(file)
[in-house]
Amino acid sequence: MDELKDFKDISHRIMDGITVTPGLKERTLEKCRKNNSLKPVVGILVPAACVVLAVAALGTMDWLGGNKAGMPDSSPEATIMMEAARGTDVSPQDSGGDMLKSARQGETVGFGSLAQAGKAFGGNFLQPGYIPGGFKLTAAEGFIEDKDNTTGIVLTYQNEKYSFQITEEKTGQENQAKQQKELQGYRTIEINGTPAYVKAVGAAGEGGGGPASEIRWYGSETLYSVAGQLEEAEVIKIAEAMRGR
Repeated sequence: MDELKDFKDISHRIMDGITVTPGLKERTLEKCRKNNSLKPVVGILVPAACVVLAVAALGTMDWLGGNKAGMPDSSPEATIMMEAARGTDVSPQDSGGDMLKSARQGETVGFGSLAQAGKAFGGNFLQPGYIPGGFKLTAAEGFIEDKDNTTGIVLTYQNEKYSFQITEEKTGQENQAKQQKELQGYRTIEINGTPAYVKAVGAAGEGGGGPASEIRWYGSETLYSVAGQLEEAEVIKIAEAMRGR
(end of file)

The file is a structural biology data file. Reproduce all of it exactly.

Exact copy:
[in-house]
Amino acid sequence: MDELKDFKDISHRIMDGITVTPGLKERTLEKCRKNNSLKPVVGILVPAACVVLAVAALGTMDWLGGNKAGMPDSSPEATIMMEAARGTDVSPQDSGGDMLKSARQGETVGFGSLAQAGKAFGGNFLQPGYIPGGFKLTAAEGFIEDKDNTTGIVLTYQNEKYSFQITEEKTGQENQAKQQKELQGYRTIEINGTPAYVKAVGAAGEGGGGPASEIRWYGSETLYSVAGQLEEAEVIKIAEAMRGR
Repeated sequence: MDELKDFKDISHRIMDGITVTPGLKERTLEKCRKNNSLKPVVGILVPAACVVLAVAALGTMDWLGGNKAGMPDSSPEATIMMEAARGTDVSPQDSGGDMLKSARQGETVGFGSLAQAGKAFGGNFLQPGYIPGGFKLTAAEGFIEDKDNTTGIVLTYQNEKYSFQITEEKTGQENQAKQQKELQGYRTIEINGTPAYVKAVGAAGEGGGGPASEIRWYGSETLYSVAGQLEEAEVIKIAEAMRGR